2. The weather is rarely clear in May. You can count on the day being overcast and, more often than not, wet. 🙂 We went out at 11:30 pm once when we were in northern Iceland and saw the closest thing to sunset sky.

      3. I’m not sure about traffic regulations. In 2013, Iceland wasn’t as touristy as it is now and we barely saw other cars, let alone police patrol, on the roads. We usually go by the rule that if the road shoulder doesn’t seem wide enough for parking properly, it’s probably not a good idea to stop there. There will be places where you can park legally along the way. Just keep your eyes open.

      Hope that helps!

      1. Hi Firda,

        Thanks for the information. It is really helpful.

        A bit sad to hear that the clear in May is rarely clear as I’m looking forward to take photos of the gorgeous landscape of Iceland, first I learnt there won’t be sunrise/sunset, now the day is always overcast and wet 🙁 Looking at a positive side, do you know which month shall I have better chance of clear blue sky? May have to plan my second trip even before I set off for the first.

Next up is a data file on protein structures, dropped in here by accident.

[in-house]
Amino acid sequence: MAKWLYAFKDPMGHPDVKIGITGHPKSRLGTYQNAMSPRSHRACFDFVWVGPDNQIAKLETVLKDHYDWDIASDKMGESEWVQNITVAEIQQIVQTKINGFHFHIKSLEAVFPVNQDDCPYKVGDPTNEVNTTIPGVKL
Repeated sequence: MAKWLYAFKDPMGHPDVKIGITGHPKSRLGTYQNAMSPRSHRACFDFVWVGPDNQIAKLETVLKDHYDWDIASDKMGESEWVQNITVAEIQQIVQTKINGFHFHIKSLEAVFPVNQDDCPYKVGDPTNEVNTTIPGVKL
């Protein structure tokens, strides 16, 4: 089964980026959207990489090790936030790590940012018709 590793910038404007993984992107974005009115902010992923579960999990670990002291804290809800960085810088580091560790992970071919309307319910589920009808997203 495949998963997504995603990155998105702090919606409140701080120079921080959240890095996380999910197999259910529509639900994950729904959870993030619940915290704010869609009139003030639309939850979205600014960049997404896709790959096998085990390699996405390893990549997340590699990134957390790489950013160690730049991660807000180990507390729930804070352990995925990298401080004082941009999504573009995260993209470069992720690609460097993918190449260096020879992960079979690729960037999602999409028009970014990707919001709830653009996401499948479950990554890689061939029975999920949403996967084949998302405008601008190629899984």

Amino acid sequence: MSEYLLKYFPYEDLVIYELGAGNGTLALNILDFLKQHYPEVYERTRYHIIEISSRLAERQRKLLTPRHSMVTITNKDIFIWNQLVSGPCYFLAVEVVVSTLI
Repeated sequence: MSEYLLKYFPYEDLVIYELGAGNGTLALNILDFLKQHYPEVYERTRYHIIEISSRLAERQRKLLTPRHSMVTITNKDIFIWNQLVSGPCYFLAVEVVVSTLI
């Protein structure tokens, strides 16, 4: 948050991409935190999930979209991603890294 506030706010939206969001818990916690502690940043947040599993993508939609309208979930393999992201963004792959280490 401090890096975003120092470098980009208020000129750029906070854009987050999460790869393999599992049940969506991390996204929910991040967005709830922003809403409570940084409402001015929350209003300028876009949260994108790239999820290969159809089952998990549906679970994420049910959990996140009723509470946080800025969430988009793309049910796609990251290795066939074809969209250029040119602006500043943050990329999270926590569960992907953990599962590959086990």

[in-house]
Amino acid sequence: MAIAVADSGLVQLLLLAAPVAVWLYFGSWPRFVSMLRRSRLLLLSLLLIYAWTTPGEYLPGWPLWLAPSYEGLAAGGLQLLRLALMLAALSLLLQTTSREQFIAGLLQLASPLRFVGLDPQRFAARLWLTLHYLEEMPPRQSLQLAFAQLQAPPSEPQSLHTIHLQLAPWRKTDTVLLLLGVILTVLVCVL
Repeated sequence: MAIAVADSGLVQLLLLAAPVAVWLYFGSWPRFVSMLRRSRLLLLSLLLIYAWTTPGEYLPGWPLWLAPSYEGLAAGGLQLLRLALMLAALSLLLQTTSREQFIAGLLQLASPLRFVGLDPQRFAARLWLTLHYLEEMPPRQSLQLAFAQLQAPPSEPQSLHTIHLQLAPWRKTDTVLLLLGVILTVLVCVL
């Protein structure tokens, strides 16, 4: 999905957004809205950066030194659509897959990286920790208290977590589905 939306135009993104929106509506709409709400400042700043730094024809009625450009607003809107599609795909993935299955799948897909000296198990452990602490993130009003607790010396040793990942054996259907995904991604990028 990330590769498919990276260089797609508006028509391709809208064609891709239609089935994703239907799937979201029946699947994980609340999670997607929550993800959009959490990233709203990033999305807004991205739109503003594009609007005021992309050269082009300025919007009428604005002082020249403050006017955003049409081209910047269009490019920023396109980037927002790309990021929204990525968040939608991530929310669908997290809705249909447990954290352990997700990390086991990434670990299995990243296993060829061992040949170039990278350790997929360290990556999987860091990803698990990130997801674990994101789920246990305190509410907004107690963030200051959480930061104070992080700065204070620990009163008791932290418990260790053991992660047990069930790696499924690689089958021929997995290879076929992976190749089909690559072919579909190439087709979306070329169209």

1. Iceland is not the place to go for sunshine, that’s for sure. 🙂 The weather is unpredictable at best, any time of year. I’m sure you’ll see some clear skies every now and then in May. Just don’t expect it to last all day or you’ll be disappointed. July and August might be the best time to go weatherwise but I doubt it’ll be sunny all day long every single day, and the sun will barely ever set. Iceland looks better when the weather is less than perfect anyway. I personally love seeing the Icelandic landscapes with dramatic skies as a backdrop. This article, I think, describes the mindset you need to have going to Iceland quite perfectly. 🙂

  26. Hello! I’m visiting Iceland for four days at the end of May. What part of the country do you recommend we spend our time?

  27. I too am visiting at the end of May and was thinking of going to the Blue Lagoon early am after we arrive, as you did. However my concern is that air travel is never guaranteed and if we booked our time at the Blue Lagoon ahead of time for the early am and never arrived on time we’d lose what we paid for. We lost out on a tour for this reason in Venice. Thoughts? Also if it’s rainy and cold in May I presume the air temperature at the Lagoon is the same. How do you stay warm when out of the water? Thank you!